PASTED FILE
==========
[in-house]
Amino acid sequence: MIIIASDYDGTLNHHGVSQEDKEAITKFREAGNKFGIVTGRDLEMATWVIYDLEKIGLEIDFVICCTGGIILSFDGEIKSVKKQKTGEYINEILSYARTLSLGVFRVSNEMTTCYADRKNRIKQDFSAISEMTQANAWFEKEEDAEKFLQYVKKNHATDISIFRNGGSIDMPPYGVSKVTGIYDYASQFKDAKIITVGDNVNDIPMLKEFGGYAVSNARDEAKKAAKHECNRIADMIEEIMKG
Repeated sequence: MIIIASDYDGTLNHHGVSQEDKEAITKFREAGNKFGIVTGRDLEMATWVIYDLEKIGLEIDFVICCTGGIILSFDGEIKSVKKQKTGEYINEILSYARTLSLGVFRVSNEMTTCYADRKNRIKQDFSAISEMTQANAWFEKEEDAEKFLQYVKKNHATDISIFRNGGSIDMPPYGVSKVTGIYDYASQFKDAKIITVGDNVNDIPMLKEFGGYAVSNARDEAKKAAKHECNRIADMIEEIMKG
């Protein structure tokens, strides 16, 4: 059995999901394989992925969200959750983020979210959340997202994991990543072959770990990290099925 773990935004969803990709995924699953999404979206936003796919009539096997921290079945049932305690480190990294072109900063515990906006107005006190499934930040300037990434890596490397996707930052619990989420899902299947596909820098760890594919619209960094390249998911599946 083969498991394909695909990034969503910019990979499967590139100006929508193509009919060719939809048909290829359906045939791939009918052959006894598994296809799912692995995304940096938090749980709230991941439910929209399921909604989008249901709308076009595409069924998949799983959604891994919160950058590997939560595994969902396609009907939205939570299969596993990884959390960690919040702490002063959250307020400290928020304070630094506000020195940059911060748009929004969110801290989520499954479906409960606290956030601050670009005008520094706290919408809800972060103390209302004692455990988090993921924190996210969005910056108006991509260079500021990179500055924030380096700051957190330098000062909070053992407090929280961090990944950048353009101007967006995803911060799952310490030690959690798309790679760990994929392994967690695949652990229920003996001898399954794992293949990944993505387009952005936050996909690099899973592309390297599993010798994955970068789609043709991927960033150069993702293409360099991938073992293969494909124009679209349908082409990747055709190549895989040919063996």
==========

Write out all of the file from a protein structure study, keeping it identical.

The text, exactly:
[in-house]
Amino acid sequence: MIIIASDYDGTLNHHGVSQEDKEAITKFREAGNKFGIVTGRDLEMATWVIYDLEKIGLEIDFVICCTGGIILSFDGEIKSVKKQKTGEYINEILSYARTLSLGVFRVSNEMTTCYADRKNRIKQDFSAISEMTQANAWFEKEEDAEKFLQYVKKNHATDISIFRNGGSIDMPPYGVSKVTGIYDYASQFKDAKIITVGDNVNDIPMLKEFGGYAVSNARDEAKKAAKHECNRIADMIEEIMKG
Repeated sequence: MIIIASDYDGTLNHHGVSQEDKEAITKFREAGNKFGIVTGRDLEMATWVIYDLEKIGLEIDFVICCTGGIILSFDGEIKSVKKQKTGEYINEILSYARTLSLGVFRVSNEMTTCYADRKNRIKQDFSAISEMTQANAWFEKEEDAEKFLQYVKKNHATDISIFRNGGSIDMPPYGVSKVTGIYDYASQFKDAKIITVGDNVNDIPMLKEFGGYAVSNARDEAKKAAKHECNRIADMIEEIMKG
């Protein structure tokens, strides 16, 4: 059995999901394989992925969200959750983020979210959340997202994991990543072959770990990290099925 773990935004969803990709995924699953999404979206936003796919009539096997921290079945049932305690480190990294072109900063515990906006107005006190499934930040300037990434890596490397996707930052619990989420899902299947596909820098760890594919619209960094390249998911599946 083969498991394909695909990034969503910019990979499967590139100006929508193509009919060719939809048909290829359906045939791939009918052959006894598994296809799912692995995304940096938090749980709230991941439910929209399921909604989008249901709308076009595409069924998949799983959604891994919160950058590997939560595994969902396609009907939205939570299969596993990884959390960690919040702490002063959250307020400290928020304070630094506000020195940059911060748009929004969110801290989520499954479906409960606290956030601050670009005008520094706290919408809800972060103390209302004692455990988090993921924190996210969005910056108006991509260079500021990179500055924030380096700051957190330098000062909070053992407090929280961090990944950048353009101007967006995803911060799952310490030690959690798309790679760990994929392994967690695949652990229920003996001898399954794992293949990944993505387009952005936050996909690099899973592309390297599993010798994955970068789609043709991927960033150069993702293409360099991938073992293969494909124009679209349908082409990747055709190549895989040919063996």